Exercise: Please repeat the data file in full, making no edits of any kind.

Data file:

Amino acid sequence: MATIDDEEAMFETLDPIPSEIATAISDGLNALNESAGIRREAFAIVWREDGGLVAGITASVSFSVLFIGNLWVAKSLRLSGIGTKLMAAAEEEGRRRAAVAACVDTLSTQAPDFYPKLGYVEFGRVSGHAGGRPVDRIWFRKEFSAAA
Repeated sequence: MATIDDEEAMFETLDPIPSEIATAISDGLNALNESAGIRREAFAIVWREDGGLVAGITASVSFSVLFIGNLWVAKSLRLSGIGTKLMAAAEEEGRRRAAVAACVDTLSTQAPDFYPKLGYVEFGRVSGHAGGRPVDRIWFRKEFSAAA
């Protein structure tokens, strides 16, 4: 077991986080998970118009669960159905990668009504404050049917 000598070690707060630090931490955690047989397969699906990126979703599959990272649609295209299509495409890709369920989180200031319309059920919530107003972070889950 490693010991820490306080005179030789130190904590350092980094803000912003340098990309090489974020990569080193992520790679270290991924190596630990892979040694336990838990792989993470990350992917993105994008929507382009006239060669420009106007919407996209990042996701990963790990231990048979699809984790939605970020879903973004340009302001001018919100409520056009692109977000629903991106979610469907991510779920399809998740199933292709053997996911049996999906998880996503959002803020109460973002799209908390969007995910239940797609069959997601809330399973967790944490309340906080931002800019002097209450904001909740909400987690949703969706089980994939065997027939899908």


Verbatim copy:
Amino acid sequence: MATIDDEEAMFETLDPIPSEIATAISDGLNALNESAGIRREAFAIVWREDGGLVAGITASVSFSVLFIGNLWVAKSLRLSGIGTKLMAAAEEEGRRRAAVAACVDTLSTQAPDFYPKLGYVEFGRVSGHAGGRPVDRIWFRKEFSAAA
Repeated sequence: MATIDDEEAMFETLDPIPSEIATAISDGLNALNESAGIRREAFAIVWREDGGLVAGITASVSFSVLFIGNLWVAKSLRLSGIGTKLMAAAEEEGRRRAAVAACVDTLSTQAPDFYPKLGYVEFGRVSGHAGGRPVDRIWFRKEFSAAA
């Protein structure tokens, strides 16, 4: 077991986080998970118009669960159905990668009504404050049917 000598070690707060630090931490955690047989397969699906990126979703599959990272649609295209299509495409890709369920989180200031319309059920919530107003972070889950 490693010991820490306080005179030789130190904590350092980094803000912003340098990309090489974020990569080193992520790679270290991924190596630990892979040694336990838990792989993470990350992917993105994008929507382009006239060669420009106007919407996209990042996701990963790990231990048979699809984790939605970020879903973004340009302001001018919100409520056009692109977000629903991106979610469907991510779920399809998740199933292709053997996911049996999906998880996503959002803020109460973002799209908390969007995910239940797609069959997601809330399973967790944490309340906080931002800019002097209450904001909740909400987690949703969706089980994939065997027939899908």